Listen to David Oke narrate his story, via Soundcloud.

Essendon, January 1986

This cheesy American 1980s song, with an equally tacky film clip, provokes a memory bathed in anger, frustration and disappointment – my first experience of really distrusting a real estate agent.

We had found a fantastic townhouse unit to rent  in a very nice Essendon street late in 1985. After inspection we diligently completed the paperwork and submitted the appropriate documents that were to be forwarded to the owner for perusal and approval. We finished the transaction with a handshake, were told that things were good, and went about life believing that we were to move in when the residence was vacant in January. Both of us had full time work and a steady income.

We were so confident that we even passed out the address to some friends who sent Christmas cards there.

Our wedding was planned for May 1986 so it was timely that we finally found our first residence to commence married life. I had organized a truck to assist in moving in the furniture. Come time for collecting the new front door key the well-made plans unravelled in an instant.

I confidently entered the real estate agency and asked for the key .

“I’m sorry, it’s been let to someone else.”

“What do you mean – you’ve leased the unit to someone else!?”

Anger frustration disappointment and disbelief

I called Heather at her work and in no time she had made her way out west to confront this so and so rental manager. We sat in his office, both seething.  We had been hurt, misled and deliberately left out of the loop in relation to his change of plan. The rental manager had arranged to have a friend of his move in instead of us.

Who counts the money, underneath the bar
Who rides the wrecking ball into our guitars
Don’t tell us you need us, ‘cause we’re just simple fools
Looking for America, coming through your schools.

 This Starship song tells about a music group’s distrust and disappointment of the ‘corporation’. They feel ripped off and feel treated like simple fools.  I guess, as tenants, we felt the same way about the way we had been treated.

Heather went back to work and I commenced the search for a different place to rent. Back at square one. It was very very hot that January. On high rotation, while driving around, was We Built This City. Again and again I heard that song. Again and again I couldn’t find the right place to live. More than thirty years later the song still irks me.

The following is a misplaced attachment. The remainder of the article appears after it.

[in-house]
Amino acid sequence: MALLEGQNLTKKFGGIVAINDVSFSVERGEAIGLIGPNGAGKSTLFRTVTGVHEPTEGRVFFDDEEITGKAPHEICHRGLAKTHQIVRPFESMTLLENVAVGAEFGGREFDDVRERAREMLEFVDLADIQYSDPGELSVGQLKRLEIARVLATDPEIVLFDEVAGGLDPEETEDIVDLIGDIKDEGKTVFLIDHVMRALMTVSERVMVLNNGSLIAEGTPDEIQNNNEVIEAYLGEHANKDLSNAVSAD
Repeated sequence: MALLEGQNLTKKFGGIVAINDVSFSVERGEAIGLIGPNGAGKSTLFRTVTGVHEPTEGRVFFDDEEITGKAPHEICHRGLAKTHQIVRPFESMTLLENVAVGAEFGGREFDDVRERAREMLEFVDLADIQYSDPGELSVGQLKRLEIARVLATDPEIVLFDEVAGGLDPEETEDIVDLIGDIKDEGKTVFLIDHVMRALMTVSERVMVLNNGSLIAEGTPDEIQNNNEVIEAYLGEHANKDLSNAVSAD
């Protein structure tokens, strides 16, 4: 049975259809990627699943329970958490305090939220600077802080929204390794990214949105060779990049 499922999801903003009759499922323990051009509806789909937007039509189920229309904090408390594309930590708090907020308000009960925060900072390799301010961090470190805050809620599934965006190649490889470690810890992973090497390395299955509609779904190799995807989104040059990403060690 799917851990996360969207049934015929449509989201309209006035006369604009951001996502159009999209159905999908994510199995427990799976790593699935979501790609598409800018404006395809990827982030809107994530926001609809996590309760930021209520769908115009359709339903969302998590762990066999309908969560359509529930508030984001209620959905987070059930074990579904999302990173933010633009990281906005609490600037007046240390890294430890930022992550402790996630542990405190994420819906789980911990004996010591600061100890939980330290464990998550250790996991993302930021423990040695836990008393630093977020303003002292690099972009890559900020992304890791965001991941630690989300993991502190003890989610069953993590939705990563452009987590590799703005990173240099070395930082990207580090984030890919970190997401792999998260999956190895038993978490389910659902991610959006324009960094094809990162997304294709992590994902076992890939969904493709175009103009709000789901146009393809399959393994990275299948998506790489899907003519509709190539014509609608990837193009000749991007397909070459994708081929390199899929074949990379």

Knee deep in the hoopla, sinking in your fight
Too many runaways, eating up the night

Eventually we found another townhouse unit, still in Essendon.  Two-bedrooms. Having been burnt the first time we asked lots of questions about the process of snaring and renting this new place. This different agent was sympathetic to our prior experience and reassured us that things should be fine. We got the place and happily resided there for two years.

I am glad that it was a two-bedroom unit. One room became a music room: space for a four-track tape recorder and all my instruments.

I’ve played a lot of  ‘80s cover songs in a lot of cover bands but I’ve never played this song. And never will.

David is a Melbourne musician, music teacher and primary school teacher. His debut Stereo Story was about playing Great Balls of Fire at Sun Studio in Memphis. He has assisted in the organisation, and leading of gospel music workshops and Sunday gospel celebrations at the Anglesea Music Festivals, and is a member of The Seddon Jammers. His son Dan is the creative force of the band Jarrow.